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How Edward Vrdolyak once helped Rod Blagojevich

When Rod Blagojevich was fresh out law school his fluency with Serbian language helped him ljob with Ed Vrdolyak’s law

When Rod Blagojevich was fresh out of law school, his fluency with the Serbian language helped him land a job with Ed Vrdolyak’s law firm. | Richard A. Chapman, John J. Kim~Sun-Times

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Updated: November 16, 2011 1:23AM

Ald. Dick Mell always got the lion’s share of the credit — or, depending on your point of view, the blame — for having advanced the career of Rod Blagojevich, but the ousted former governor’s retrial showed another prominent Chicago politician had a less-known role in giving a young Blagojevich’s legal career a boost when he was newly out of law school.

That would be Edward Vrdolyak — then a powerful Chicago alderman, now in prison, serving a 10-month sentence at the federal prison in Terre Haute, Ind., for real estate fraud.

“I can’t say I came out of law school really knowing the law,” Blagojevich admitted when he testified in his own defense in what turned out to be a failed effort to avoid being convicted of wide-ranging corruption.

But that self-confessed lack of legal savvy didn’t keep him from going to Vrdolyak for a job while awaiting the results of his second attempt to pass the Illinois bar exam.

“Ed Vrdolyak — he was Croatian, I’m Serbian,” Blagojevich told jurors in a bit of testimony that drew scant attention. “I basically stalked him.”

What Blagojevich wanted was a job on the city of Chicago’s legal staff.

But when Vrdolyak learned that Blagojevich was fluent in Serbian, he instead offered him a job as a law clerk at his own thriving Southeast Side law firm, Blagojevich testified.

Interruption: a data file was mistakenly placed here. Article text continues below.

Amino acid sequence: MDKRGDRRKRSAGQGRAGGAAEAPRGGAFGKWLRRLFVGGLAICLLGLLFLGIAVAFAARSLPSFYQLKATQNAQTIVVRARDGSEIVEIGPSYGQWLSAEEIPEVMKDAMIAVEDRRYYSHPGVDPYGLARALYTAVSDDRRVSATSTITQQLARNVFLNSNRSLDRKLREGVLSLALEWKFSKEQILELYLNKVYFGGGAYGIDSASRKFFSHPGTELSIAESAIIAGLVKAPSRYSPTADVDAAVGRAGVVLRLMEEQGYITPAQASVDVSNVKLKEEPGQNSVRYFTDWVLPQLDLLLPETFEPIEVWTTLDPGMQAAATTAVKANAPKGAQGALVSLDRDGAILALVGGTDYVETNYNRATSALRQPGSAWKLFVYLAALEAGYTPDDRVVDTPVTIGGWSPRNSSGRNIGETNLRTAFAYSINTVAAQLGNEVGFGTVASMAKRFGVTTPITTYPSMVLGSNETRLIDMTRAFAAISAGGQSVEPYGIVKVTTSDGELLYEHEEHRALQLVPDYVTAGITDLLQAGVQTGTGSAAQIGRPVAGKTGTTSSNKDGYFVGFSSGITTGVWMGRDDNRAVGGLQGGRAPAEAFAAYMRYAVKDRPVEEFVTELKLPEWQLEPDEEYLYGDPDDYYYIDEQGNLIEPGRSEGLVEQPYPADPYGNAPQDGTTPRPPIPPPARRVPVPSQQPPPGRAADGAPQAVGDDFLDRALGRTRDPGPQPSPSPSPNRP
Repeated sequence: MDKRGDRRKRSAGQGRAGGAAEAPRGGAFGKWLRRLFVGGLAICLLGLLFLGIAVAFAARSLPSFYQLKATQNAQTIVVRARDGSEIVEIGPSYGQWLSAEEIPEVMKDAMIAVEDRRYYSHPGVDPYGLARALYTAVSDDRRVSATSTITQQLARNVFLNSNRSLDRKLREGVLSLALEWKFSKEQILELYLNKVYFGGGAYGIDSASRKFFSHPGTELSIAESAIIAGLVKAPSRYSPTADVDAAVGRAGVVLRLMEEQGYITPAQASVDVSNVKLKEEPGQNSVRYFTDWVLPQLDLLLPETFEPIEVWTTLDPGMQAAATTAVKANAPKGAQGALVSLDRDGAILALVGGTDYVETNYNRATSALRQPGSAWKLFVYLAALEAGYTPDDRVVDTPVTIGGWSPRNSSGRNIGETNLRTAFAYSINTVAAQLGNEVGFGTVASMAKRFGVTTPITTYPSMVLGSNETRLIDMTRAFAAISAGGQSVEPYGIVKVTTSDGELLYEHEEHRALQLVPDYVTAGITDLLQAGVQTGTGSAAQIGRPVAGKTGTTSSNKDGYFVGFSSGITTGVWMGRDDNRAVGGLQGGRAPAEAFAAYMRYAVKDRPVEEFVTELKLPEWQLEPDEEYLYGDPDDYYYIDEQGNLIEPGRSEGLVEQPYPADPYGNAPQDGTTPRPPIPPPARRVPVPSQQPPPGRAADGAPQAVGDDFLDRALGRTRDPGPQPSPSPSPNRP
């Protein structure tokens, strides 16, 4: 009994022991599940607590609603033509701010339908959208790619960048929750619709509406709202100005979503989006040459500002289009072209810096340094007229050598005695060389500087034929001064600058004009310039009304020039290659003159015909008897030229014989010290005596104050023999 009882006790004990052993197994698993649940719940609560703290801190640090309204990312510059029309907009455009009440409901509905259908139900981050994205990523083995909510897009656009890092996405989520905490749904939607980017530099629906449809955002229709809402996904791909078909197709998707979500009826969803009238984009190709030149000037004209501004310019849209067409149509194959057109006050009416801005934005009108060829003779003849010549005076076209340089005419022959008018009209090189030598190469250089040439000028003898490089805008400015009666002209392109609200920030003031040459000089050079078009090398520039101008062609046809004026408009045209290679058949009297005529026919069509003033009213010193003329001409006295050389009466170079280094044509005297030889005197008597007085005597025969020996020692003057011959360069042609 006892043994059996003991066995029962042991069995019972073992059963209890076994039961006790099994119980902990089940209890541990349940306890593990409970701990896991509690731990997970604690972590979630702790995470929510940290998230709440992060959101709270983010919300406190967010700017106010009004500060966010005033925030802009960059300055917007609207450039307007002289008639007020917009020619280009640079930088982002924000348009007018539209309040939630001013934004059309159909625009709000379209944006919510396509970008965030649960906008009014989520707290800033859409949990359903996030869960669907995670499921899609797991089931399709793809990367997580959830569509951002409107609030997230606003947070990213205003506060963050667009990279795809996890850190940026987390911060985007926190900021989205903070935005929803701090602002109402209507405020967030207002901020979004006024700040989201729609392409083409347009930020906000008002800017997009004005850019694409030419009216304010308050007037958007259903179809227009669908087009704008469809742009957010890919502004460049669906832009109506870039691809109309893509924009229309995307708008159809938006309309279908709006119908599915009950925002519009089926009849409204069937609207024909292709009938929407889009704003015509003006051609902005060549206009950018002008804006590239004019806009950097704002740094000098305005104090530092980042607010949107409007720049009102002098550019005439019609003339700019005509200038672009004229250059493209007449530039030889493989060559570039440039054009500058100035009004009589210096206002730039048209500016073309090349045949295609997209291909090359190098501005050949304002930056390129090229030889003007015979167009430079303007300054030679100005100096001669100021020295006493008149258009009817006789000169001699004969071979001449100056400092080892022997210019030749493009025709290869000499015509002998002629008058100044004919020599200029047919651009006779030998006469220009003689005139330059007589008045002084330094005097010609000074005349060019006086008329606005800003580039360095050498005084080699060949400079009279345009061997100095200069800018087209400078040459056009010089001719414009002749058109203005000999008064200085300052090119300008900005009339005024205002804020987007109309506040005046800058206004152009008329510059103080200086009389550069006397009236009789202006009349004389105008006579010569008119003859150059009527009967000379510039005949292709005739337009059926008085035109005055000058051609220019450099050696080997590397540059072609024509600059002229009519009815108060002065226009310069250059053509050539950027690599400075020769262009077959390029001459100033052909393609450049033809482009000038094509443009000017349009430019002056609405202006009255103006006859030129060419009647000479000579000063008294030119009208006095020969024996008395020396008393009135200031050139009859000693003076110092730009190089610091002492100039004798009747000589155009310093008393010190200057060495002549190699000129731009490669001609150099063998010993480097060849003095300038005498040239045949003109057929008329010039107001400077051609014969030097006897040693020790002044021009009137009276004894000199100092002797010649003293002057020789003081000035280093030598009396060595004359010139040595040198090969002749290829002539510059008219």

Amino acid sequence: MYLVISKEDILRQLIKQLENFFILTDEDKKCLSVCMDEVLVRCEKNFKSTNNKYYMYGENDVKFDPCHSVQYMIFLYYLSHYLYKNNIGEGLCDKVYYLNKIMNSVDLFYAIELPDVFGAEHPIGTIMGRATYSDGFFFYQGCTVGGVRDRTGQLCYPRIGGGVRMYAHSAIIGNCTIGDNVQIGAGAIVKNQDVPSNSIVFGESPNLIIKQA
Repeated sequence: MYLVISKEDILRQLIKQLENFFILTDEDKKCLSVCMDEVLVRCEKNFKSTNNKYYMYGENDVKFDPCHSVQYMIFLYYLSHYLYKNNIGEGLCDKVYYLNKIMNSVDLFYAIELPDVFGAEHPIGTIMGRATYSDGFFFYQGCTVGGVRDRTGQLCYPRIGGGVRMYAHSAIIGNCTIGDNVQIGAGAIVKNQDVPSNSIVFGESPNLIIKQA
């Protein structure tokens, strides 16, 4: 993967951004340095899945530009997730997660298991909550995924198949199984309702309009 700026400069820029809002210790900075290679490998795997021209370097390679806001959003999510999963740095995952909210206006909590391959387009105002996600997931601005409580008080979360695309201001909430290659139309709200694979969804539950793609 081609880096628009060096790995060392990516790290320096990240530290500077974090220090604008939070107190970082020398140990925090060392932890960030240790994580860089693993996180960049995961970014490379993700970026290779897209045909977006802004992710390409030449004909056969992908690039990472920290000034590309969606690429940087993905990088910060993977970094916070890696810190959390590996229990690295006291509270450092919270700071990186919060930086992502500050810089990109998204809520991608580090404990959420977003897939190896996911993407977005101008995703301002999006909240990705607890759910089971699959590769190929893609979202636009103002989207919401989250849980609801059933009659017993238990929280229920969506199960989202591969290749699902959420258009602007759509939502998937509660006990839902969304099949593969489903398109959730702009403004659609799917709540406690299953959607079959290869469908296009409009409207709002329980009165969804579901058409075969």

“ ‘Why don’t you come work for me, I’ll make ya part of the family,’ ” Blagojevich recalled Vrdolyak saying. “ ‘A kid like you — you speak the language a lot of our clients [speak].’ ”

At the firm, Blagojevich admitted to jurors, “I didn’t do a lot of law.”

He recalled that his assignments there included dropping off campaign literature in Hegewisch; getting election petitions signed for another Vrdolyak firm lawyer, Irwin Solganick, to run for judge; and picking up cheesecake from the well-known Lutz bakery for Vrdolyak’s driver.

Blagojevich said he kept trying to get to Vrdolyak to talk to him about a job in the city corporation counsel’s office, even as Vrdolyak’s clout waned.

“I finally tracked him down at the Bismarck hotel,” Blagojevich testified.

“ ‘I know I was supposed to get you a job,’ ” he said Vrdolyak told him. “ ‘I can’t hire ya, but I can get you $27,000 a year working in the state’s attorney’s office or the attorney general’s office. Which do you want?’ ”

But Vrdolyak never delivered on that, according to Blagojevich, who said he then turned to a childhood friend who had a brother in the state’s attorney’s office to try to get help getting a job.

“He didn’t want to help me because Vrdolyak was involved,” said Blagojevich, who finally did manage to land a job with the state’s attorney’s office.

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